As you can see, this is much more work for the bridge than just calling “POST /access” with you NFC key. Getting it right and working reliably requires some programming skills, knowledge of network fundamentals – and effort.

If you’re nonetheless interested in implementing it, I’d be happy to do our part and update the public API so that it supports QR activations.
For your particular use-case you could use a static code instead of the nonce if you don’t mind people being able to re-use the same code over and over again.

Let me know if you have any further questions on this topic. I’d also be interested in learning more about the particular problem you’re trying to solve.

Thanks for the great response!
This may take some time to play around with, but I hope to report back.

Our interest in this is currently just to provide some more insight into who is using which machines and for how long. This will help with charging people for the use of our specialty machines, but also help us track usage and breakage :frowning: .
So my interest is just to create a low cost POC using some raspberry pis that we have kicking around, and see how things go.
We do have 2 legit fabman bridges, but probably reserve those for the doors for now, until we justify buying more.

Thanks again.

In that case, you should probably take a look at @roland’s Raspberry library for Fabman. It’s still quite early, but should help you get started building your own bridges.

For 3D printers, there’s also an Octoprint plugin that you can use instead of a normal bridge. It offers support for charging for material.

My understanding of the access code:
access code = base32_encode()//not real code
So 21631000 (resourceid=2163, random#=1000) results in ‘MM40R’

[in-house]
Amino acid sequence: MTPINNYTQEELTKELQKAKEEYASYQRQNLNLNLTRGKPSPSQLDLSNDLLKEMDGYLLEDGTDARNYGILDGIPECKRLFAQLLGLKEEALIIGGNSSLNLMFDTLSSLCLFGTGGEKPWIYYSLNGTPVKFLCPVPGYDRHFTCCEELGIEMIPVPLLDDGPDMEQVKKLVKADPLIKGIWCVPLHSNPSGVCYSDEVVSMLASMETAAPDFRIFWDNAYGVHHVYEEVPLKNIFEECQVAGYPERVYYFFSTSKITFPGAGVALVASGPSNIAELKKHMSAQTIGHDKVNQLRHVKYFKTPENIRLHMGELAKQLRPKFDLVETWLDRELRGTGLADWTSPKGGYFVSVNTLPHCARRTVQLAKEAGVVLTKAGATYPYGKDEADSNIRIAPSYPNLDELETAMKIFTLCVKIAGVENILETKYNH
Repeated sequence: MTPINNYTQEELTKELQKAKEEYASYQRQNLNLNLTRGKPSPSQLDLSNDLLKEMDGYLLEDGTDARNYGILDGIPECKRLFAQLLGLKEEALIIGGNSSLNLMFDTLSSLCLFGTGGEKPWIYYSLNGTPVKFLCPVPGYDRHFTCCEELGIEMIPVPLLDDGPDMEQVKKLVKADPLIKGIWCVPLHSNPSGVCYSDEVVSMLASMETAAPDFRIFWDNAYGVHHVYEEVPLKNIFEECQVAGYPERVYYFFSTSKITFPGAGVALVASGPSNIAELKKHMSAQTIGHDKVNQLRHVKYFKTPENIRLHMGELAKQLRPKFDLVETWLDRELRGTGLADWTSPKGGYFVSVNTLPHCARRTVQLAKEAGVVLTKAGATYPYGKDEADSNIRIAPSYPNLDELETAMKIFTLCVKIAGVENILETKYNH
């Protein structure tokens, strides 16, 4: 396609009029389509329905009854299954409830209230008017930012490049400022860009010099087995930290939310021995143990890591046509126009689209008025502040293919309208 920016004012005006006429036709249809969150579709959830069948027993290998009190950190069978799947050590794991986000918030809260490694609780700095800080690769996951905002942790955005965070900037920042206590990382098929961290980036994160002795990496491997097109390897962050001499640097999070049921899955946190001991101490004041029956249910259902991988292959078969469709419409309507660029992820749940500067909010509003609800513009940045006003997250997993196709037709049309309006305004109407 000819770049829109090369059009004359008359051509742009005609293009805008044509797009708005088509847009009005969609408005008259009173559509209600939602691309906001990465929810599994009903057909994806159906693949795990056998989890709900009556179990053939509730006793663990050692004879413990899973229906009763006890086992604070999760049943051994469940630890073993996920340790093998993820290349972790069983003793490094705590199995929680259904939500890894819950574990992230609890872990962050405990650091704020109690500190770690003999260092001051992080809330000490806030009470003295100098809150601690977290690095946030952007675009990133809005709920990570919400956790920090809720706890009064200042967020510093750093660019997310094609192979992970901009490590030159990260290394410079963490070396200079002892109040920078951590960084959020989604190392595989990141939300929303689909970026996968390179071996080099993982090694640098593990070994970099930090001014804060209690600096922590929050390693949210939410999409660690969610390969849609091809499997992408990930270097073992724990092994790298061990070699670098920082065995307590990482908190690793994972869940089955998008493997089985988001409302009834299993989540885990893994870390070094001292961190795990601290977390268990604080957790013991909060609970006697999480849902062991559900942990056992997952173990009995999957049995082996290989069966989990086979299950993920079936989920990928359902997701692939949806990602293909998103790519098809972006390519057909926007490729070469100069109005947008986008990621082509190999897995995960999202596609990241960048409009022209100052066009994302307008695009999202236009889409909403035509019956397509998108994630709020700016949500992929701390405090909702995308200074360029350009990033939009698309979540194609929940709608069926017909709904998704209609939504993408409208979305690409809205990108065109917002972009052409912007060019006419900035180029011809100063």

I used the python base32_crockford library to do this.
Is my understanding correct?
(Oddly, when I decrypt a real access code from one of our fabman bridges, I dont see the resourceid in the result.)

If I were to generate a qr code from this, it would be using the url ‘

Now I should be able to go to a browser and enter
If I’m not logged in, it will ask me to.
The server will then decrypt the access code and grab the first 4 digits of the decrypted code and use that as the resource id.

I will then be redirected (in the browser) to
I this case:
where I will be presented with the Switch On/Book screen.

I click ‘Switch On’. The server then replies to a bridge heartbeat, with the accesscode in the payload, that the bridge can turn on.
The bridge checks the accesscode is recent, and if it is, it turns on the relay.

Am I understanding this correctly?

If this is correct, two things arent working as expected. sends me to a 404, regardless if I am logged in or not.

A request to by the bridge returns right away. I would expect the server to wait for a bit to see if any switchon messages come it, before replying to the request.

I had looked at the github HappylabWien/raspi-fabman, which was helpful in getting me to where I am. However, it is all NFC based, and I’m trying to figure out the QR code approach.
Thanks again.

Something must have gone wrong. MM40R decoded is a5 08 0c (in hex) which is only 3 bytes long. The ID alone should already be 4 bytes long – not just 4 digits (see point number 4 of my explanation).
When I encode only the ID 2163 as a 4 byte big endian integer to base32, I get 0000GWR.

The rest depends on how long you encode the nonce. We expect it to be 6 bytes – which I forgot to specify above. I’ve updated the description. Adding 1000 as 6 byte big endian after 2163 results in 000008730000000003e8 (in hex). Encode this in base32 and you’ll get 0000GWR0000000Z8. Try to reproduce that with your library as a first step.

Yes, the rest of the explanation seems correct. (Except for a minor detail that doesn’t matter: You will not be redirected to …/equipment/2163/qr/<full_code> but to …/equipment/2163/qr/<nonce_in_base32>.)

That’s because the code is not in the right format. (See above)

Yes, because the long-polling is not yet part of the public API – see point 6 of my explanation.

The crockford base32 python library that I was using wasnt giving me the results I needed, so I built my own based on the info here I’ll hopefully post my code somewhere soon.
I can now consistently get the switchon page to work. When I now click the Switch On button, it says “Contacting Equipment…”. I have a bridge heartbeat running, but the nonce never comes back in the heartbeat. As you said it a previous post, the command (with the nonce in it) isnt currently part of the public api.
So I think I’ve gotten as far as I can for now.
If you’re interested in building the long-polling and heartbeat response with command+nonce, it would be appreciated.

Thanks for the help